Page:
NEW YORK (CNNMoney) -- U.S. stocks were poised to open higher Friday in the wake of JPMorgan's second-quarter earnings and disclosure that it has lost $5.8 billion on a trading blunder so far this year.
Dow Jones industrial average (), S&P 500 ( ) and Nasdaq ( ) futures were up about 0.4%. Stock futures indicate the possible direction of the markets when they open at 9:30 a.m. ET.
JPMorgan Chase (Fortune 500) reported earnings of $5 billion on revenue of $22.9 billion. Its shares oscillated wildly near breakeven in premarket trading after the bank said its pretax trading loss from risky derivatives totals $5.8 billion so far this year.,
In a separate filing with the Securities and Exchange Commission, JPMorgan stated it recently discovered insiders possibly hid significant data, "seeking to avoid showing the full amount of the losses being incurred in the portfolio." The bank restated its first-quarter results, lowering net income by $459 million.
Combined with further signs of a Chinese economic slowdown and continuing worries in Europe, it might seem odd that markets are responding well. Not so, said Mark Luschini, chief investment strategist at Janney Montgomery Scott in Pittsburgh.
"Bad news is good news," he said. "There's now a heightened probably that the Federal Reserve will step in with some quantitative easing program beyond Operation Twist."
The government reported prices in June rose by 0.1%, despite expectations that they would fall by more than half a percent. A report on consumer sentiment will follow later Friday morning.
Anxiety remains about the European debt crisis. Investors are concerned that political headwinds in Europe will stymie the latest rescue plan for the euro currency union, which eurozone leaders announced at a summit meeting late last month.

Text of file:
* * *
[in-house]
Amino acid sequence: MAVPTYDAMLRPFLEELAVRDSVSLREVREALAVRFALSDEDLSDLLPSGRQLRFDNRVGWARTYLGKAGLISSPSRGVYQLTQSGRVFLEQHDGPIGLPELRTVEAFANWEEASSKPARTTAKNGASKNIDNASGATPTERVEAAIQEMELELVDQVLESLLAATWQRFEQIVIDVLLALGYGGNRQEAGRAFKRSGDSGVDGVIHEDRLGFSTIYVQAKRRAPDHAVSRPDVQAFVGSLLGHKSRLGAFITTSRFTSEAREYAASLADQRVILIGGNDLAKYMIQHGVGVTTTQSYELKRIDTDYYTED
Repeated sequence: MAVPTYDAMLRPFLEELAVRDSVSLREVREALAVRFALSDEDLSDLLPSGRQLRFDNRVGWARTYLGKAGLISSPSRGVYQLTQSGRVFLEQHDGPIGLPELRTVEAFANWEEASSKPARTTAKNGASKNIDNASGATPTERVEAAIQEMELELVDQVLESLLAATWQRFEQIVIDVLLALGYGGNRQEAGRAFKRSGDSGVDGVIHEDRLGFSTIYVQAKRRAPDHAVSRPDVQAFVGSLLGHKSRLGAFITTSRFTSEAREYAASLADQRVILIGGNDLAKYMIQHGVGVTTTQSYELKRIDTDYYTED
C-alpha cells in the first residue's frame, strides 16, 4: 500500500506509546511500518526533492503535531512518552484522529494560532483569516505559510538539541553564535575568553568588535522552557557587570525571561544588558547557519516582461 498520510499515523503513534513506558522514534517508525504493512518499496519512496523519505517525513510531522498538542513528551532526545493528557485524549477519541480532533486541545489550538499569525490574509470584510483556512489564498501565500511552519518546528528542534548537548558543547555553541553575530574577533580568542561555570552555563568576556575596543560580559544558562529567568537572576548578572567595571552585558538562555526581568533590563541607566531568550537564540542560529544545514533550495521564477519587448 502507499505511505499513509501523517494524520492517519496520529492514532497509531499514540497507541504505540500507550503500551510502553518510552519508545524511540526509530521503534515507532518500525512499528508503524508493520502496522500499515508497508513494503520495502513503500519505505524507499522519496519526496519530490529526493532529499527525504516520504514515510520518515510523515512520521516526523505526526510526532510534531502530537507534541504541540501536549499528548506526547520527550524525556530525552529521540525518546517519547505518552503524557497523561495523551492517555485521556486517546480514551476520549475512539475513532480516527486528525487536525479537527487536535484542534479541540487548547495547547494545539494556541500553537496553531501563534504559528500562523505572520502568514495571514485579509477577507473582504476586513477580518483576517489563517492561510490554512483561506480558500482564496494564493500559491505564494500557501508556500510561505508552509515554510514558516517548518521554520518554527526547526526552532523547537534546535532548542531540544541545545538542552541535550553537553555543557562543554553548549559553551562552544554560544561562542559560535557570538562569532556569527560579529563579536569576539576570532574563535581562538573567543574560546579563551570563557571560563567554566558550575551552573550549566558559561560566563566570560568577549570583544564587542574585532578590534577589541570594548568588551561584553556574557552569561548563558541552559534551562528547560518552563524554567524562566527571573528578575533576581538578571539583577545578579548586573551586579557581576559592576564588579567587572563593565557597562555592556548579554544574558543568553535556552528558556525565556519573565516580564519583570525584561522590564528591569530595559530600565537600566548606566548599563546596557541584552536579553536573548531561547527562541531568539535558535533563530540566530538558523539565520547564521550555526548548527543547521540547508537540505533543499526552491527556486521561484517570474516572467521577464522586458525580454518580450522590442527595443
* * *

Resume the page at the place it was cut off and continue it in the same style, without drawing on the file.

On Friday, Moody's downgraded Italy's government debt two levels, citing an increased likelihood the country will be slammed by higher borrowing costs. The culprits: possible contagion from troubles in Greece and Spain.
"Italy's near-term economic outlook has deteriorated," Moody's said in a statement.
Yields on the Italian 10-year bonds fluctuated little, remaining at 5.99%.
U.S. stocks fell Thursday as fears about a global economic slowdown and disappointing corporate results weighed on the market.
World markets: European stocks rose in afternoon trading. Britain's FTSE 100 ( ) added 0.5%, the DAX ( ) in Germany gained 0.9% and France's CAC 40 ( ) ticked up 0.5%.
Figures released on China's economy added fuel to the notion of a global slowdown. In the second quarter, GDP in China grew at an annual pace of 7.6%, the lowest in three years and a deceleration from the 8.1% growth rate it saw the previous quarter.
Asian markets ended just above breakeven. The Shanghai Composite () and Japan's Nikkei ( ) closed slightly higher, while the Hang Seng ( ) in Hong Kong added about 0.4%.
Economy: The University of Michigan's Consumer Sentiment Index for July is due at 9:55 a.m. ET. It's expected to come in at 73.5, up from 73.2 last month.
Companies: Wells Fargo ( , Fortune 500) is posted earnings of 82 cents on $21.4 billion in revenue, on par with expectations. Shares of the bank fell almost 1% in premarket trading. On Thursday, the Department of Justice announced the bank agreed to pay $175 million to settle allegations that it discriminated against minority borrowers.
Oil for August delivery rose 57 cents to $86.65 a barrel.
Gold futures for August delivery rose $13.30 to $1,578.60 an ounce.
Bonds: The price on the benchmark 10-year U.S. Treasury was little changed, with the yield up holding steady at 1.48% from late Thursday.
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